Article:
I just bought a very similar salad to what I think your recipe is from trader joes. I loved it! I actually also added the trader joes cooked lentils which was delicious!

      Is there any way I could please have your recipe?

      thanks so much!
      emily

  3. stonesoupjewelry

    My father-in-law and I are the only people at our family’s Thanksgiving gathering who are happy to see the brussels sprouts every year. I feel everyone else is missing something really good. Perhaps I’ll make this salad and bring it, without identifying the ingredients, and see what happens. I’d enjoy watching a few minds change.

  4. Lora

    My husband and I adore Brussels sprouts so I will definitely be trying this salad. I made my first salad with the sprouts a month or so ago and it was such a different taste that I look forward to doing it again.

  5. Coalition for

    I am not a brusselsprout-phobe. They’re fabulous roasted. But never, ever have I contemplated having them raw. But why not? They’re essentially tiny cabbages, right? So I intend to try this recipe soon!

    Many of our members at the Coalition for Better Thyroid Care report that they have found that eliminating gluten helps them feel better. And that includes me.…the achiness that I had thought was all thyroid-related evaporated when I gave gluten up.

    Thanks for your contributions to raising awareness that leaving gluten behind can be a good thing.…and on so many levels.

  6. Sakshi

    My mouth is watering already! I’m just coming off a 3 day juice cleanse and this seems the perfect lunch re-entry meal! (And, I even have a bag of brussels sprouts in my fridge;-) I just love those silly sprouts! Thank you for posting; as always, beautiful prose and drool-worthy recipes. :-)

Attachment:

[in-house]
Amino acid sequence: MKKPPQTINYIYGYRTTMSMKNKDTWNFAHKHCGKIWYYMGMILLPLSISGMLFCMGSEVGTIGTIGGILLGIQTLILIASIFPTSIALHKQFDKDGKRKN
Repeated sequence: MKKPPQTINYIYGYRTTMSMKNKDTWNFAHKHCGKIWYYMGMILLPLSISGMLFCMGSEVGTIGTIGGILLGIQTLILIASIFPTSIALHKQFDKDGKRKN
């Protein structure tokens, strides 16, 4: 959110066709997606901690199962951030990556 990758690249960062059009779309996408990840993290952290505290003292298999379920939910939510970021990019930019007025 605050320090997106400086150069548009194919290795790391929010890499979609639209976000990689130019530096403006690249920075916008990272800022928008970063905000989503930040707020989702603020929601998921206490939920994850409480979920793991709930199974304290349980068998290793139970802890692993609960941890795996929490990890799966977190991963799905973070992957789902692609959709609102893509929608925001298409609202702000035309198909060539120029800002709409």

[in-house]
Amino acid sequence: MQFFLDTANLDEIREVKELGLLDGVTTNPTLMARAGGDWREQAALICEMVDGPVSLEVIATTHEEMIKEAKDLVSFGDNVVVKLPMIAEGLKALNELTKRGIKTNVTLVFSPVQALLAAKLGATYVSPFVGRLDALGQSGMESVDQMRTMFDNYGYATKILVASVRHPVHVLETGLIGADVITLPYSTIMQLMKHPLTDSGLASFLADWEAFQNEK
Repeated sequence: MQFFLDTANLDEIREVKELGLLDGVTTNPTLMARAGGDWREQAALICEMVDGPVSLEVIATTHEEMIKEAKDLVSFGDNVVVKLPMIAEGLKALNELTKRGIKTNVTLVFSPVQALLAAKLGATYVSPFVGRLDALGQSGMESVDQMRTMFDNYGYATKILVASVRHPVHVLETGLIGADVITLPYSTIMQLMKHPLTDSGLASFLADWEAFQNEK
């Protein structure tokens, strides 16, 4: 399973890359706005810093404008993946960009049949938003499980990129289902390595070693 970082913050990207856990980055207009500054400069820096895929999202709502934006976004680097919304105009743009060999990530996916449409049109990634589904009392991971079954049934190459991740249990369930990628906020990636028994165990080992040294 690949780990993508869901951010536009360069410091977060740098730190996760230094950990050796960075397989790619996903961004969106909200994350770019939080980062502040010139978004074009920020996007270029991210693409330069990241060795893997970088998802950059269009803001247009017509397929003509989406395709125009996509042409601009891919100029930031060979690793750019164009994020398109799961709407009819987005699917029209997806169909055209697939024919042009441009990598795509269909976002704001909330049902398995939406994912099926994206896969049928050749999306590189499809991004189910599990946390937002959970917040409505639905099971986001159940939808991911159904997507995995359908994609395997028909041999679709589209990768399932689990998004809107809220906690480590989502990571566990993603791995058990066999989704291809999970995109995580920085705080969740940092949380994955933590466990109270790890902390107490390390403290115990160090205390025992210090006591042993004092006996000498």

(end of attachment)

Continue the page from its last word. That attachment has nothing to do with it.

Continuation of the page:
7. Creative Mom

    I have already posted on fb how I love brussels sprouts but that salad recipe looks so yummy I am making it tomorrow!!! All my favorite flavors I can’t wait.

  8. Susan

    ohmygoodness!!! I ate brussels sprouts for the first since I was forced to as a kid!!! I saw your newest blog entry and it was like a sign. Recently a friend of mine told me how she sautes her brussels sprouts. Then, Jessica Seinfeld’s posted on her blog to not fear the brussels sprouts. As soon as I saw your recipe, I ran out to the store to pick up some sprouts.….I had no idea what I was even looking for, but guess what I found?? Brussels sprouts so fresh, they were still on the stalk! Whipped up your salad and I am now a brussels sprouts convert! YUMMO!

  9. Hannah